Paper #61 - ISHA Annual Scientific Meeting 2016
Age is Associated with Greater Chondromalacia Severity in Hip Arthroscopy
T. David Luo, MD, Winston-Salem, NC UNITED STATES
Alejandro Marquez-Lara, MD, Winston Salem, NC UNITED STATES
Sandeep Mannava, MD, PhD, Winston Salem, NC UNITED STATES
Austin Stone, MD, Winston Salem, NC UNITED STATES
Elizabeth A. Howse, MD, Walnut Creek, CA UNITED STATES
Allston J. Stubbs, MD, MBA, Winston Salem, NC UNITED STATES
Wake Forest Baptist Medical Center, Winston-Salem, NC, UNITED STATES
FDA Status Not Applicable
Summary: The size and severity of chondromalacia increased with age and is a significant portion of hip pathology in older patients. As the number of hip arthroscopies continues to increase especially in patients over the age of 45, these findings will help the surgeon counsel patients on the etiology of their hip pain and expected surgical procedures.
There is limited data comparing the clinical presentation of hip pain and the intraoperative findings of hip arthroscopies across different patient age groups. We hypothesize that advanced age is associated with more severe femoral head and acetabular chondral lesions, which may have implications in guiding treatment based on patient age.
In our institutional review board-approved study, we reviewed prospectively collected data from 791 consecutive hip arthroscopies from a single surgeon practice between 2008 and 2015. Patients <18 years old, who had previous hip surgery and body mass index (BMI) >50 kg/m2 were excluded. The cohort was stratified intro four age groups: 18-25 (age group I), 26-35 (II), 36-45 (III), and over 45 (IV). Clinical symptoms, radiographic assessments, and intraoperative findings were reviewed. Chondromalacia severity index (CMI) was calculated as a product of the Outerbridge chondromalacia grade and affected surface area (mm2*severity) based on intraoperative evaluation. Chi-square and one-way ANOVA was utilized to compare groups. Logistic regression analysis was performed to assess the association between age on hip pathology and treatment. Data are presented as percentages and odds ratios (OR). Statistical significance was set at p<0.05.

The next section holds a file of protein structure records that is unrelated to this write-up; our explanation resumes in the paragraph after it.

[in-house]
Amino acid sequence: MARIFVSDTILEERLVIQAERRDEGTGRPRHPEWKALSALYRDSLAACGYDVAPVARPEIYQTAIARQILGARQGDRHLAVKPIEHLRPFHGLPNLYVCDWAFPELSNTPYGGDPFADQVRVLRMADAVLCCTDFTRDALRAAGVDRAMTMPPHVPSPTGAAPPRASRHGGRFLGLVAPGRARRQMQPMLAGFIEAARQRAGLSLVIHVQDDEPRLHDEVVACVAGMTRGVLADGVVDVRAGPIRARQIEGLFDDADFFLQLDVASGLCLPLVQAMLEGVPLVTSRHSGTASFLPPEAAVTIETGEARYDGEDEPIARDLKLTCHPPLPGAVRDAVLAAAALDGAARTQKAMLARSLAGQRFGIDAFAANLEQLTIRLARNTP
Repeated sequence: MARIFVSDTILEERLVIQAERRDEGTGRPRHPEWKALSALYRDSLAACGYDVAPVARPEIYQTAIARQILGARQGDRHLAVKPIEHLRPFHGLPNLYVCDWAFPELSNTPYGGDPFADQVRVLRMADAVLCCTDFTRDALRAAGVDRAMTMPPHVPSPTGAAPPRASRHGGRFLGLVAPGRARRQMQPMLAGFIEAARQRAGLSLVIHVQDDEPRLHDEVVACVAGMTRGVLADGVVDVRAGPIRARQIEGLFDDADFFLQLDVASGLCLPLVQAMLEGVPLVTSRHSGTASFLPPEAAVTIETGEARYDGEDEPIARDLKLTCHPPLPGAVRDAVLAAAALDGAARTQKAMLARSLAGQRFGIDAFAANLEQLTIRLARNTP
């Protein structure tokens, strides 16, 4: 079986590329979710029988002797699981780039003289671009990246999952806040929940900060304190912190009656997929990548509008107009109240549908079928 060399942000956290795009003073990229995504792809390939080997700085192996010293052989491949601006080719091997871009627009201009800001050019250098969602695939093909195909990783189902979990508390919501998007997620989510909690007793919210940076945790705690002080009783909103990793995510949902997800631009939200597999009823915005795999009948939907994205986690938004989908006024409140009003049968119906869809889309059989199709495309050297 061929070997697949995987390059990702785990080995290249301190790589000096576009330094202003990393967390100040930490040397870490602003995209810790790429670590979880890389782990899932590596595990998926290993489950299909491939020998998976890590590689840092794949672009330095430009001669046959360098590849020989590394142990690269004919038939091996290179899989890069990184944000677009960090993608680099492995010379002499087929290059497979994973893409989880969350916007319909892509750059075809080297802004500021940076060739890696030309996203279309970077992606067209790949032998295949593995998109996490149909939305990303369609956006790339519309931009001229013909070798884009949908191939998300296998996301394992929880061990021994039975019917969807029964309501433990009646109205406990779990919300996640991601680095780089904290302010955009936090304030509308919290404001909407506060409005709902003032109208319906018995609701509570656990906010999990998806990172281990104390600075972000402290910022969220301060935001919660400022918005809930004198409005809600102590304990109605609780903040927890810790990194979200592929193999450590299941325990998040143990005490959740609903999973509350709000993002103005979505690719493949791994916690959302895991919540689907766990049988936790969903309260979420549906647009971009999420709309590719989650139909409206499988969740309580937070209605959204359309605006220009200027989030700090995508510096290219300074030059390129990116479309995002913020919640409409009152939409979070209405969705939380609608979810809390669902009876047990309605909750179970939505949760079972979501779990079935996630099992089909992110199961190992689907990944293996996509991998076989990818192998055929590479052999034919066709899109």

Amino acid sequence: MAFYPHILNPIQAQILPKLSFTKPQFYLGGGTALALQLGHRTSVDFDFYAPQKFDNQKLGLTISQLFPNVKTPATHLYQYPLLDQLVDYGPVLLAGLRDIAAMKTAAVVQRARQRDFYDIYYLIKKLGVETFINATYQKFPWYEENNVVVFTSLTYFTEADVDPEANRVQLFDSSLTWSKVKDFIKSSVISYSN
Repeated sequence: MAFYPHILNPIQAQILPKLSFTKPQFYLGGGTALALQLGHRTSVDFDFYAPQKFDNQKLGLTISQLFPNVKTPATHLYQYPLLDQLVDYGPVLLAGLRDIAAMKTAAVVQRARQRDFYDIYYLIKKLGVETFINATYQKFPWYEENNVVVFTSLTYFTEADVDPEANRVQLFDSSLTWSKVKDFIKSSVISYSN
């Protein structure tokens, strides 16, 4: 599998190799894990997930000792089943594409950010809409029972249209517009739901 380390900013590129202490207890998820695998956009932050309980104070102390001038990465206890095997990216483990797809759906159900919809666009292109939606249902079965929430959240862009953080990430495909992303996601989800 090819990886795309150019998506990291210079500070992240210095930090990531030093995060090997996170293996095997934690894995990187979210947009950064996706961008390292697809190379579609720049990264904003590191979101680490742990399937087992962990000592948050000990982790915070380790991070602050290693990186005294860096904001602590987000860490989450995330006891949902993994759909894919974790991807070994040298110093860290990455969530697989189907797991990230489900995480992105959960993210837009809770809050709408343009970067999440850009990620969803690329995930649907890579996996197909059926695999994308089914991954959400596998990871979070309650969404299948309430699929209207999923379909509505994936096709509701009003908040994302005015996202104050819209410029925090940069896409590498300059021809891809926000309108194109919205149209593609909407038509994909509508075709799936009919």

A total of 571 patients met inclusion criteria, which comprised 163 patients (28.5%) in age group I, 140 (24.5%) in group II, 167 (29.2%) in group III, and 101 (17.7%) in group IV. The groups were well-matched with respect to sex and BMI. Group I was more likely to experience pain with high impact activity (running, sports) than group IV (p=0.002, OR 3.9). The rate of acetabular and femoral head chondromalacia on MRI did not differ between groups (p=0.085, p=0.284, respectively). However, the acetabular and femoral head CMI was significantly greater with increased age (p<0.001 for both) on intraoperative assessment. Labral repair was performed more often in group I (95.1%) than group IV (77.2%, OR 5.1). Conversely, group IV was more likely to undergo labral debridement (21.8%) and microfracture (32.7%) compared to group I (3.7%, OR 10.0; 8.5%, OR 10.0, respectively).
Discussion and Conclusion
Our data supports that the size and severity of chondromalacia increased with age and is a significant portion of hip pathology in older patients. Treatment approaches during hip arthroscopy must be modified accordingly for different age groups. As the number of hip arthroscopies continues to increase especially in patients over the age of 45, these findings will help the surgeon counsel patients on the etiology of their hip pain and expected surgical procedures. Our MRI findings did not correlate with intraoperative assessment of cartilage in the hip joint. Routine MRI imaging with or without contrast of the hip may not be a reliable diagnostic tool for this specific pathology. Other MRI sequences may be necessary to detect chondral injuries with greater accuracy, but may not be available to all surgeons. To improve diagnostic sensitivity and specificity, we recommend standardization of MRI protocols with routine cartilage sequencing for at-risk hips.